Apparently, the songs on the album were all written over the last few years - this is no "let's write an album" endeavour - during which both the bright lights of London tempted him down South and the lure of his hometown saw him return. And, it seems, those bright lights may have led to more dark times than was to be expected. Indeed, the jauntiness of opener Keep The Homefires Burning belies the sombre mood of the rest of the album which is filled with sad and touching lyrics.
It's not all darkness and depression. The lightness returns, albeit less evidently during Sha La La and there is a degree of hope that love can endure in Santiago. But Daniel draws on lost loves and painful times to produce some memorable and, while sad, never depressing songs. The highs and lows of of his times in London are evident in my personal favourite, Leaving Victoria (which has nothing to do with a woman) and the city also provides backdrops for Cambden Town (a song which goes to a truly dark place when referencing vodka and sleeping pills) and, briefly, Small World. The pain of a relationship that never seems to end is evident in Never Really Gone, while a similar sentiment comes immediately after in Man Overboard.
Sing For Your Sins, the longest song on the album at over seven minutes, also has the fullest sound, with the most obvious percussion and electric guitars. The lyrics for this one paint a picture of a relationship gone sour but not yet ended, while the music builds to a stunning crescendo before falling away to a beautiful ending. One of my few criticisms of the album is that, perhaps, this song outstays its welcome a little lyrically, with the chorus repeated too many times towards the end for my liking. Having said that, it's another of my favourites.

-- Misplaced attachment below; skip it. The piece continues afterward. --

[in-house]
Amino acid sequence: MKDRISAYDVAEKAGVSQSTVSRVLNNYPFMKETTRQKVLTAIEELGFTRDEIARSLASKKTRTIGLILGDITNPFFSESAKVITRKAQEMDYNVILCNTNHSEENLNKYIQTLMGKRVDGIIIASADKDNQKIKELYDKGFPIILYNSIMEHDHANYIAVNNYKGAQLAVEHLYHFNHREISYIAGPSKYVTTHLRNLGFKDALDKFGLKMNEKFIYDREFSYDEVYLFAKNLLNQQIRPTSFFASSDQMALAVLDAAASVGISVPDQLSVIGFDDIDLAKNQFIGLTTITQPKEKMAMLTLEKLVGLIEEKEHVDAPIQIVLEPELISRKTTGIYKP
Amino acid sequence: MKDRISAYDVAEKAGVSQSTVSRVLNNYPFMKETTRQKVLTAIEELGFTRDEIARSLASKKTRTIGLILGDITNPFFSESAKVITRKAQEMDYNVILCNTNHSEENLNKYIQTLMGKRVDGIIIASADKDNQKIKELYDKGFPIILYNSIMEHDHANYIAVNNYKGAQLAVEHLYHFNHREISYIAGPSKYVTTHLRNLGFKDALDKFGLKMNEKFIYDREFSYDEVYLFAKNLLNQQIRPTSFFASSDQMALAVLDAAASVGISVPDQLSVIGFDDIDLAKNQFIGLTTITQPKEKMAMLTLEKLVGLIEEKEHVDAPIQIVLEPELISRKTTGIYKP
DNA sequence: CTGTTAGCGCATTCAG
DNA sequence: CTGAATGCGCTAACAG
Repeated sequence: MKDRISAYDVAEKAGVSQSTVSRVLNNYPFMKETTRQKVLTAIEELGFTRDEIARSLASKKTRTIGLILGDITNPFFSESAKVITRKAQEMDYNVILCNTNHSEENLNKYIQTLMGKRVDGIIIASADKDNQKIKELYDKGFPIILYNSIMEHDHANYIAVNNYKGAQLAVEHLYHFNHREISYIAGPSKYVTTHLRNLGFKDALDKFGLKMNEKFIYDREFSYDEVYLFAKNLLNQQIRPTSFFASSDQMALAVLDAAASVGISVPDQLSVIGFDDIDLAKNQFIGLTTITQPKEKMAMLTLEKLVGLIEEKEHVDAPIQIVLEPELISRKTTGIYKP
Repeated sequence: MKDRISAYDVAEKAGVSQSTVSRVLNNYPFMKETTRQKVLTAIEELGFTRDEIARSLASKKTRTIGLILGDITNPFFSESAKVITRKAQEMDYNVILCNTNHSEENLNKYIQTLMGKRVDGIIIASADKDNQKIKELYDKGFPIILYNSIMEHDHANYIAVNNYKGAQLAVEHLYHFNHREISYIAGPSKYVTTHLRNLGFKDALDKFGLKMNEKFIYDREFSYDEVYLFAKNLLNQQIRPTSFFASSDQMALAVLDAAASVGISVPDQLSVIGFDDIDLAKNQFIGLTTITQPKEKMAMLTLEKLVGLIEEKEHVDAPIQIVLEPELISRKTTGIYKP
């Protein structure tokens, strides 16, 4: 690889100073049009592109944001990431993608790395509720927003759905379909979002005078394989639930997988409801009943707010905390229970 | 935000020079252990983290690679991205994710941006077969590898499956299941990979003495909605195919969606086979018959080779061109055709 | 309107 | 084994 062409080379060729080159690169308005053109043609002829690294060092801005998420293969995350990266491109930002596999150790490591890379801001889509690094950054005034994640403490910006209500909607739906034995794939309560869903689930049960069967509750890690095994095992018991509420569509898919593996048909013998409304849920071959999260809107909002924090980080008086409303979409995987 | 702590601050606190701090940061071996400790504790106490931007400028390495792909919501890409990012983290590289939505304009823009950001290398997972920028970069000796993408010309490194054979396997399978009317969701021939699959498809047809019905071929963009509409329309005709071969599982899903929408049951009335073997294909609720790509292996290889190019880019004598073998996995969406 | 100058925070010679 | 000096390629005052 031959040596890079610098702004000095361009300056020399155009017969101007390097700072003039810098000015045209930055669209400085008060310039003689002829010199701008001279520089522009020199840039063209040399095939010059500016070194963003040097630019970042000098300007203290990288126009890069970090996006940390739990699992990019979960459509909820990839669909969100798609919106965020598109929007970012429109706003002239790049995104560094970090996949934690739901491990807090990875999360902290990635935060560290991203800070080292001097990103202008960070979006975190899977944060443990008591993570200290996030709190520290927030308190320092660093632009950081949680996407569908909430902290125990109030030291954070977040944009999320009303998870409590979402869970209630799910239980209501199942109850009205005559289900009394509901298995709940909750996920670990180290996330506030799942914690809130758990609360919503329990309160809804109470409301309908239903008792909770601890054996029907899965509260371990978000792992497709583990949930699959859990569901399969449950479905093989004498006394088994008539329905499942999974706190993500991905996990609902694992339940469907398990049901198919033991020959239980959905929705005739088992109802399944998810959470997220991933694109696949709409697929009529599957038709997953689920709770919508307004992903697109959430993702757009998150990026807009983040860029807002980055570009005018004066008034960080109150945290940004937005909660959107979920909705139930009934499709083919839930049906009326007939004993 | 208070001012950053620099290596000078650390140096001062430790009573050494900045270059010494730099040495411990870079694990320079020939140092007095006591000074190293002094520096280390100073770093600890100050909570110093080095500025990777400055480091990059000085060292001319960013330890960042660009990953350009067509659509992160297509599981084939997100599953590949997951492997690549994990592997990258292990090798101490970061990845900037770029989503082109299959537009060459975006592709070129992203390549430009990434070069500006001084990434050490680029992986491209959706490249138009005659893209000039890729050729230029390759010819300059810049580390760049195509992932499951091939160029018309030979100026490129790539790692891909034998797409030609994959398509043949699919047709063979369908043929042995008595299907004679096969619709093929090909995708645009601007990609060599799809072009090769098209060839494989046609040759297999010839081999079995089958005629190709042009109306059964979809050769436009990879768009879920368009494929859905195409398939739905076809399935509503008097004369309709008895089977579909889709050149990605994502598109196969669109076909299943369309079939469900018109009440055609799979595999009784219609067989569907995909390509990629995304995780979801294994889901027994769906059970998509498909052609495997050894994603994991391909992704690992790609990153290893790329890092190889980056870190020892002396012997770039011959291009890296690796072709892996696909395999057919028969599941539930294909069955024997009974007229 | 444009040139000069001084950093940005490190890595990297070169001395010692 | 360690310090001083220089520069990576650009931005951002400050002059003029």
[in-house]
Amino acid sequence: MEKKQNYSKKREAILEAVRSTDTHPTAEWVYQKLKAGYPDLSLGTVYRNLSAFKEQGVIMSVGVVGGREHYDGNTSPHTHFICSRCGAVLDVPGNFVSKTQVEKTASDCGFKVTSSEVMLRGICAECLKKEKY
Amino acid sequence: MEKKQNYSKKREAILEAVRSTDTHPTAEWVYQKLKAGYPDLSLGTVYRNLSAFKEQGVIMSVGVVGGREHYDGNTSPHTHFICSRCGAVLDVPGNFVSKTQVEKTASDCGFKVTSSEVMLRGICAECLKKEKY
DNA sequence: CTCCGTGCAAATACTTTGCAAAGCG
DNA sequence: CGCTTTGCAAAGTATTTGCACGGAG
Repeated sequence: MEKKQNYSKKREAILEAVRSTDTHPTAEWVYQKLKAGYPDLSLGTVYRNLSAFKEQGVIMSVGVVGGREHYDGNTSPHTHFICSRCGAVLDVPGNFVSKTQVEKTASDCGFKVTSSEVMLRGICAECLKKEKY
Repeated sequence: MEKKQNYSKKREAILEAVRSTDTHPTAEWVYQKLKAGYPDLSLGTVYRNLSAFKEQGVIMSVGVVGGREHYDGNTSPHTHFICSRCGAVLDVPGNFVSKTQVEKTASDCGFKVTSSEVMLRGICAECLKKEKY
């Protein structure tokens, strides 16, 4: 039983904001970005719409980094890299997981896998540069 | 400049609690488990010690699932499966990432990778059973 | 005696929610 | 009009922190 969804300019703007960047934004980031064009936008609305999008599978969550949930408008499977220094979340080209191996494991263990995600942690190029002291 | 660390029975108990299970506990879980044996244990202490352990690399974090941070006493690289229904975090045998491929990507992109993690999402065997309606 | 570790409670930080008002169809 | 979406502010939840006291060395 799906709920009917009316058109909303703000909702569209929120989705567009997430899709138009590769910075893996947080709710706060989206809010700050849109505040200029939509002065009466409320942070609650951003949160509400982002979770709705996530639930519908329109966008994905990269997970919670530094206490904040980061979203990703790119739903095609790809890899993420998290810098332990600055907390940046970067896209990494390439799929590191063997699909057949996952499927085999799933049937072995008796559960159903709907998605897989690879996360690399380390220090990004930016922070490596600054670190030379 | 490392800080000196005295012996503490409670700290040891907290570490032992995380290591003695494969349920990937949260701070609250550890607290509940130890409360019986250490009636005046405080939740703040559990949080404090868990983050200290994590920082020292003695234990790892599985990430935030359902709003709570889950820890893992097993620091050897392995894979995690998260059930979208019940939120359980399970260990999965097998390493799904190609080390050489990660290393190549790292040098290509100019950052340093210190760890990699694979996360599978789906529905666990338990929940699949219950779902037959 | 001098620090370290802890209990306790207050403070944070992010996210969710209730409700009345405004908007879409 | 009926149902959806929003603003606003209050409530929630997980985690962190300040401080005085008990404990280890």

For such an outwardly simple album, it turns out to be incredibly multi-layered, in more ways than one. While I have focused on Daniel's writing talents (and have yet to mention his rich, deep singing voice) the album wouldn't be the same without Boss Caine core members (and producers) Andy Gaines and Sam Forrest and the many guests, all of whom have played in the "band" at some time. I would particularly like to draw attention to Hayley Hutchinson's ethereal backing vocals during This Is Your Life and Rebecca Lowman's cello, which adds a great deal of depth to the sound of Bring Back My Baby.
More evidence of multi-layering (although, I admit, this may only be in my own interpretation) comes with the title track - obstensibly about Daniel's desire but inability to visit Nashville, and how he builds a boat with sails made from "all the letters you sent me". The more I hear it, the more I think the boat is a metaphor for something and the rain which blurs the letters are actually the tears cried while reading them. Maybe it's me reading too much into it.
Fourteen songs, the first of a projected three albums and, while not the style I would normally buy, an beautifully crafted album that keeps finding its way back into my CD player. Powerful, raw, emotional, simple (and, paradoxically, complex), superb and highly recommended.
1: Keep The Homefires Burning
2: Bring Back My Baby
4: Never Really Gone
5: Mon Overboard
6: Cambden Town
7: Sing For Your Sins
8: Sweet Sorrow Surrender
10: This Is Your Life
11: Sha La La
12: The Ship That Sailed
13: Leaving Victoria
14: Small World
Daniel Lucas - Vocals, guitars
Sam Forrest - Bass, percussion, harmonica, piano, vocals
Andy Gaines - Guitar, banjo, piano, mandolin, accordion, percussion, vocals
Mike Newsham - Mandolin, guitar
Adam Rogowski - Guitars
Rebecca Lowman - Cello
Hayley Hutchinson - Vocals
Vinny North - Harmonica
Jack Holdstock - Drums